If they are to prove Adama Traore’s final contributions in a Wolves shirt, they were out of character. He came off the bench against Southampton to score an injury-time goal. A substitute at Brentford, he found the net again, even if it was chalked off.
But as he returns to Barcelona, initially on loan, with the option of a permanent deal and with the possibility the Premier League has seen the last of one of its most idiosyncratically entertaining talents, the statistics show a mere eight goals in 160 appearances in England’s top flight.
There were only 14 assists, too, none of them this season, while the clincher against Southampton was a belated first goal. Few have terrorised so many defences without actually delivering the killer blow.
The fact he has gone to Barcelona, albeit an impecunious Barcelona who have somehow managed to fund his wages, is an illustration of his unique talents. He has a distinguished fan club. “He is a motorcycle,” Pep Guardiola once said. “Unplayable in moments; what a player,” Jurgen Klopp stated.
Antonio Conte wanted Traore at Tottenham, but tellingly as a wing-back, to use his mesmeric dribbling to get Spurs up the field and take opponents out of the game but without much expectation he would score.
Unstoppable but unproductive, Traore is a conundrum of a forward, one Wolves manager Bruno Lage failed to solve. Wolves averaged under a goal a game both this season and last. Pick Traore and it places a greater responsibility on the other forwards to score.
All of which Barcelona should know. “The people from the academy should know what my qualities are,” said a graduate of La Masia. Xavi Hernandez’s reign looks both a nostalgia project, taking Barcelona back to their roots, and a youthful rebrand.
And yet Traore feels the least Barcelona-esque player ever to emerge from their youth system. If Xavi was a byword for tiki-taka, Traore seems his opposite, the serial solo runner.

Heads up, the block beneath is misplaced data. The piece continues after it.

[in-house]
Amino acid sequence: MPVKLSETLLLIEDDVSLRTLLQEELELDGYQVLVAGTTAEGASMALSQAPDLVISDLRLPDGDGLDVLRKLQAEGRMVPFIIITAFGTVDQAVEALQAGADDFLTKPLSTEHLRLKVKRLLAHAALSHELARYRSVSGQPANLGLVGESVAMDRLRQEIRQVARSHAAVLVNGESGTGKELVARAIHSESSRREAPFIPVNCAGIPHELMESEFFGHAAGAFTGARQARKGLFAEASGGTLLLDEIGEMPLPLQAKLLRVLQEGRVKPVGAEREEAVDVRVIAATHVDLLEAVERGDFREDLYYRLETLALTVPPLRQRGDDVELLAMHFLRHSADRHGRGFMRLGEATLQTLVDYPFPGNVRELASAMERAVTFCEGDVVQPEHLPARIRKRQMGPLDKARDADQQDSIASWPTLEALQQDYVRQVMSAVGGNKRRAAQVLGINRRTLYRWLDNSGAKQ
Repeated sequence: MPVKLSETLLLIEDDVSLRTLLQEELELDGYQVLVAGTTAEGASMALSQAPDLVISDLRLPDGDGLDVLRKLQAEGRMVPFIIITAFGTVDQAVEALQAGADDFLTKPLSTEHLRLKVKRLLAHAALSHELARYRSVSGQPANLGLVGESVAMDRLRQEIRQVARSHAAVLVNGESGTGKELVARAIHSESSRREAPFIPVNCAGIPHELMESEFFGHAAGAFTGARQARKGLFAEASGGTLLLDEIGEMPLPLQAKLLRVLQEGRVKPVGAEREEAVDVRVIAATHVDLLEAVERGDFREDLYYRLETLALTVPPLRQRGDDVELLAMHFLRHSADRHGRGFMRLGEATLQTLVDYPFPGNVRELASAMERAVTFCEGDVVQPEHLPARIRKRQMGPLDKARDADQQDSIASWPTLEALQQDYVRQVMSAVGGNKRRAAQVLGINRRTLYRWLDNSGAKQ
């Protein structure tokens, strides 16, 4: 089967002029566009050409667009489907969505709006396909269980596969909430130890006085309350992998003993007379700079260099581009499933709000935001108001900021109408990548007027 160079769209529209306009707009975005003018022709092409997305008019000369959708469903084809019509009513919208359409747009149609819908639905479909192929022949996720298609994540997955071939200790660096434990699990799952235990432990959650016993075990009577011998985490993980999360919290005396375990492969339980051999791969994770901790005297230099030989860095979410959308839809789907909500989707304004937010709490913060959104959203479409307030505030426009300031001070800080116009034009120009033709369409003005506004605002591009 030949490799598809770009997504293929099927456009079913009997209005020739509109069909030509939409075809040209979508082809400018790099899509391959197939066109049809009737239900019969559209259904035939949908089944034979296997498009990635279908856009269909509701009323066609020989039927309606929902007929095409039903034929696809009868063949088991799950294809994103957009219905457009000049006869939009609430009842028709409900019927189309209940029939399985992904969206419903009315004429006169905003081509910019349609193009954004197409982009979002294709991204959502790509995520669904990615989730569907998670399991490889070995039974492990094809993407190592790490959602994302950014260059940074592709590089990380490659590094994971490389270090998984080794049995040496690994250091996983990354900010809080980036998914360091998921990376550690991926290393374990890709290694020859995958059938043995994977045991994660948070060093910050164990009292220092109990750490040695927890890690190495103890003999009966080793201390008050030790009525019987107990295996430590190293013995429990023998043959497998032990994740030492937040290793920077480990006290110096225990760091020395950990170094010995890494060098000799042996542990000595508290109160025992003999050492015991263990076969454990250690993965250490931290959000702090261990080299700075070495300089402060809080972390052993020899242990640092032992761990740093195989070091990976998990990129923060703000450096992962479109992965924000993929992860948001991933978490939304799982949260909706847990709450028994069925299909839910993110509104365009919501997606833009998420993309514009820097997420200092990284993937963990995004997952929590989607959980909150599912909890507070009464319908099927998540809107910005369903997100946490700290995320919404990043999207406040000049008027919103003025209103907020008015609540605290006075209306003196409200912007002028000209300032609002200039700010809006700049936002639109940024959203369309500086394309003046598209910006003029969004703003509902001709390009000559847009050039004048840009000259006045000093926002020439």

Barcelona’s ethos revolves around passing, Traore’s around sprinting. Perhaps it makes him better suited to a counter-attacking team than a possession side. His methods are very different. Traore took to greasing his arms to prevent opponents from tugging him back.
Their tactics meant he dislocated his shoulder four times in 2019-20, while 24 players were booked for fouling him in his first 26 games. Other statistics can highlight his uniqueness. He completed 160 dribbles in the Premier League last season. The next most was 88.
There was Traore and then there was everyone else. Defenders can be confounded. “I’ve never felt so powerless against someone,” said Trent Alexander-Arnold in 2020.
The challenge for every manager has been to turn those rare talents into a greater end product, to unlock his extraordinary potential and make him a regular match-winner. Certainly Traore can beat the best: three of those eight goals came in wins against Manchester City.
Rewind to his Middlesbrough days, however, and Tony Pulis used to switch Traore from one wing to the other at half-time so he was on the touchline nearest him and could coach him mid-match.
Now the task falls to Xavi, the Catalan antidote to Pulis. “I’m happy that Xavi has trusted me and I hope to return that confidence on the pitch,” said Traore. “I will have the opportunity to learn from a coach who is a legend at the club. I always say that an Adama who doesn’t learn from the day before is a lost Adama.”
As it is, Wolves have lost Adama, perhaps permanently, with memories of some scorching surges from the roadrunner but perhaps also the sense that their explosive enigma should have been more decisive.